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Wilder's Brigade

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  • hank9174
    John T. Wilder was a volunteer officer from Indiana who cut his eyeteeth defending Munfordville, KY during Bragg;s invasion in the early fall of 1862. Forced
    Message 1 of 7 , May 31, 2002
      John T. Wilder was a volunteer officer from Indiana who cut his
      eyeteeth defending Munfordville, KY during Bragg;s invasion in the
      early fall of 1862. Forced to surrender there, he was exchanged, lead
      a brigade at Stone's River and took a prominent role in the Tullahoma
      campaign and the battle of Chickamauga.

      His brigade ranks with the Texas, Iron and Stonewall (in no particular
      order) as the finest shock troops in the war. However, after
      Chickamauga they seem to vanish from the stage. What happened? other
      duty? under-manned? mustered out? something else?


      HankC
    • Mark Jaeger
      Hi Hank, I was rather surprised at your last comments since the record of Wilder s Lightning Brigade (actually commanded by Abram O. Miller from late 1864
      Message 2 of 7 , May 31, 2002
        Hi Hank,

        I was rather surprised at your last comments since the record of
        "Wilder's Lightning Brigade" (actually commanded by Abram O. Miller from
        late 1864 onward) has long been well known. "WLB" served with distinction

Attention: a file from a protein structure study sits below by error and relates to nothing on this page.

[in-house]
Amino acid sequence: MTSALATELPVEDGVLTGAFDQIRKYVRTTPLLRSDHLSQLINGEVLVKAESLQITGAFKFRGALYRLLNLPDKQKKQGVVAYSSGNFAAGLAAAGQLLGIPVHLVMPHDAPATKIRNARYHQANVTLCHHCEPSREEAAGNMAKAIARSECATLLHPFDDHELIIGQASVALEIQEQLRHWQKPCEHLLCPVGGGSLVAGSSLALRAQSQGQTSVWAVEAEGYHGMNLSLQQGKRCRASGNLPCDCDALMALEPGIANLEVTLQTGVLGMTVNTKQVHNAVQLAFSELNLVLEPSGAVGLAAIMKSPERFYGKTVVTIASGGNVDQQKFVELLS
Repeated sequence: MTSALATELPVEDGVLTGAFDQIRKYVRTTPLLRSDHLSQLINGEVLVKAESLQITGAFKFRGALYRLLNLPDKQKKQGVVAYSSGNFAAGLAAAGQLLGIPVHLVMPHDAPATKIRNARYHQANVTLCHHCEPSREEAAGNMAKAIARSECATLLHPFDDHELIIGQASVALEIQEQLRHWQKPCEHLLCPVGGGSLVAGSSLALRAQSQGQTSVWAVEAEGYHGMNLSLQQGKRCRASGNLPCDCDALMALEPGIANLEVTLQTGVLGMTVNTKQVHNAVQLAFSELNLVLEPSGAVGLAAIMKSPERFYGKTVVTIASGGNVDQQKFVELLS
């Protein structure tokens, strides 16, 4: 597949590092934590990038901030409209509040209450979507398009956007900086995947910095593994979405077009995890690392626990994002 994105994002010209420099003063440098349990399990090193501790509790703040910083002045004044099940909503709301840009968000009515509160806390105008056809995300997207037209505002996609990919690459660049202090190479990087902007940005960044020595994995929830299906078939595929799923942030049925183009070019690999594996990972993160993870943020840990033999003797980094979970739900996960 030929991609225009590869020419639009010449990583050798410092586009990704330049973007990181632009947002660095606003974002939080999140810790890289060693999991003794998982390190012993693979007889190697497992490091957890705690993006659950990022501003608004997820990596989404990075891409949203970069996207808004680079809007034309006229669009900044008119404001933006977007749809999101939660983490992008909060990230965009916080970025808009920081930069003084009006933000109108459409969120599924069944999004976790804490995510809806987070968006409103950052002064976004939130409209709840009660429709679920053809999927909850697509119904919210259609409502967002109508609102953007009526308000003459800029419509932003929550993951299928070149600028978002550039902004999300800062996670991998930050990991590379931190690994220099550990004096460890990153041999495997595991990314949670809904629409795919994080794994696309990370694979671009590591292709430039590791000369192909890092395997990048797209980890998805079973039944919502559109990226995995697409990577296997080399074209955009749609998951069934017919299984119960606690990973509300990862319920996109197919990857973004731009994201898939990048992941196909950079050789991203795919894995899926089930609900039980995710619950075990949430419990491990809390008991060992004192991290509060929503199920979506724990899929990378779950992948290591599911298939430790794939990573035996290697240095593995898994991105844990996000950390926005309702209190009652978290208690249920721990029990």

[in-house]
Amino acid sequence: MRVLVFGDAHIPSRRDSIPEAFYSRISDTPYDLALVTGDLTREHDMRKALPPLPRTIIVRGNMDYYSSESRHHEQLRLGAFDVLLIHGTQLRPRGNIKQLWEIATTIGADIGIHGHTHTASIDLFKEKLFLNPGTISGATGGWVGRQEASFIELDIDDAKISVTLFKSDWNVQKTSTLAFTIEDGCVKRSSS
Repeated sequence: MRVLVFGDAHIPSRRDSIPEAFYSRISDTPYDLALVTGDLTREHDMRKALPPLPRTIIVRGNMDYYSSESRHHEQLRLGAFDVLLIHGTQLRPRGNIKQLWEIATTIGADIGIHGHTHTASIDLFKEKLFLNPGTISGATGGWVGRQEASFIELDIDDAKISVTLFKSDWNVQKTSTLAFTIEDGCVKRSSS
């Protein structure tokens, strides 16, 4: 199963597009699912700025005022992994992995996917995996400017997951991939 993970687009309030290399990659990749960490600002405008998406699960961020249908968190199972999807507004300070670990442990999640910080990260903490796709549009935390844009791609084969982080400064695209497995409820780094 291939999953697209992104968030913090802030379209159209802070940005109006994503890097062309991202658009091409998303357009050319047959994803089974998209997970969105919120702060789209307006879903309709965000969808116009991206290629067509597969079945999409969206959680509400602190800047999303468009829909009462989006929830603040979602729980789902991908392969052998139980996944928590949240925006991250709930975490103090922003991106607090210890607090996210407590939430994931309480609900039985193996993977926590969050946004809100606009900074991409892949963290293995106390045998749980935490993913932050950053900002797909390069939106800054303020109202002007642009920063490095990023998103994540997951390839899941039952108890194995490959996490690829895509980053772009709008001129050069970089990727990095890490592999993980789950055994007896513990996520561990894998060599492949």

right up to the end of the war including participation in the Atlanta
        Campaign and the capture and occupation of Selma and Montgomery AL in
        April 1865. There are plenty of sources you can consult including a
        number of regimental histories. Former Sgt. Ben. Magee's "History of the
        72nd Indiana" (published 1882 and reprinted by Acorn Press) is one of the
        best of these. You can also consult the "Indiana in the Civil War" and
        "Illinois in the Civil War" websites to obtain capsule service records of
        the regiments within Wilder's Brigade. The U.S. Army MHI also has
        excellent on-line bibliographies for Wilder's Brigade units as well.

        I have a personal interest in "WLB" since the 72nd Indiana was actually
        raised at Camp Tippecanoe right here in Lafayette, IN (I live three blocks
        from the original site) and many of its veterans are buried in local
        cemeteries. 72nd Colonel A. O. Miller was from Lebanon, IN less than 1/2
        down the road. 72nd historian Benjamin Magee is buried in Montmorenci
        Cemetery, just a few miles from where I write this.

        It might interest you to know that I am currently editing the previously
        unpublished wartime letters of three 72nd Indiana men who served in the
        same company I expect to have these published either this or early next
        year by a major university press. I can't go into specifics at this point
        but CAN tell you these letters are superb and will make a singular
        addition to the "WLB" bibliography.

        Best wishes,

        Mark Jaeger
        Lafayette, IN

        On Fri, 31 May 2002, hank9174 wrote:

        >
        > John T. Wilder was a volunteer officer from Indiana who cut his
        > eyeteeth defending Munfordville, KY during Bragg;s invasion in the
        > early fall of 1862. Forced to surrender there, he was exchanged, lead
        > a brigade at Stone's River and took a prominent role in the Tullahoma
        > campaign and the battle of Chickamauga.
        >
        > His brigade ranks with the Texas, Iron and Stonewall (in no particular
        > order) as the finest shock troops in the war. However, after
        > Chickamauga they seem to vanish from the stage. What happened? other
        > duty? under-manned? mustered out? something else?
        >
        >
        > HankC
        >
        >
        >
        >
        >